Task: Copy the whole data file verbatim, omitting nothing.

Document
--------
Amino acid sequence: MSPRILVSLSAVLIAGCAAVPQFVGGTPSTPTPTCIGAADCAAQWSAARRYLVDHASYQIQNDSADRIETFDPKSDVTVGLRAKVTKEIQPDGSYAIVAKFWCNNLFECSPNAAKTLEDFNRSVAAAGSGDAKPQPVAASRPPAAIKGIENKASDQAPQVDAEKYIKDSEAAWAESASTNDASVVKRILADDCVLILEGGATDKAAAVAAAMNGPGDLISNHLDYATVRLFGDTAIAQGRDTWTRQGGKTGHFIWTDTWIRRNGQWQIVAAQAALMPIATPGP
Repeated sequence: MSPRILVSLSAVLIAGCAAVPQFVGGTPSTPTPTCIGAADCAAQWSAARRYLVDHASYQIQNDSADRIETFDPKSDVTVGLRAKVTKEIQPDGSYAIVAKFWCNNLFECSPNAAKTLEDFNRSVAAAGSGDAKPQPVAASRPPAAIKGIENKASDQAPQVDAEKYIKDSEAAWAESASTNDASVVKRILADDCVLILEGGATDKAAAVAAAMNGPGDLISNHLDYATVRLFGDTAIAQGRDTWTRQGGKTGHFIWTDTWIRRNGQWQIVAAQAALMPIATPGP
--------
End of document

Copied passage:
Amino acid sequence: MSPRILVSLSAVLIAGCAAVPQFVGGTPSTPTPTCIGAADCAAQWSAARRYLVDHASYQIQNDSADRIETFDPKSDVTVGLRAKVTKEIQPDGSYAIVAKFWCNNLFECSPNAAKTLEDFNRSVAAAGSGDAKPQPVAASRPPAAIKGIENKASDQAPQVDAEKYIKDSEAAWAESASTNDASVVKRILADDCVLILEGGATDKAAAVAAAMNGPGDLISNHLDYATVRLFGDTAIAQGRDTWTRQGGKTGHFIWTDTWIRRNGQWQIVAAQAALMPIATPGP
Repeated sequence: MSPRILVSLSAVLIAGCAAVPQFVGGTPSTPTPTCIGAADCAAQWSAARRYLVDHASYQIQNDSADRIETFDPKSDVTVGLRAKVTKEIQPDGSYAIVAKFWCNNLFECSPNAAKTLEDFNRSVAAAGSGDAKPQPVAASRPPAAIKGIENKASDQAPQVDAEKYIKDSEAAWAESASTNDASVVKRILADDCVLILEGGATDKAAAVAAAMNGPGDLISNHLDYATVRLFGDTAIAQGRDTWTRQGGKTGHFIWTDTWIRRNGQWQIVAAQAALMPIATPGP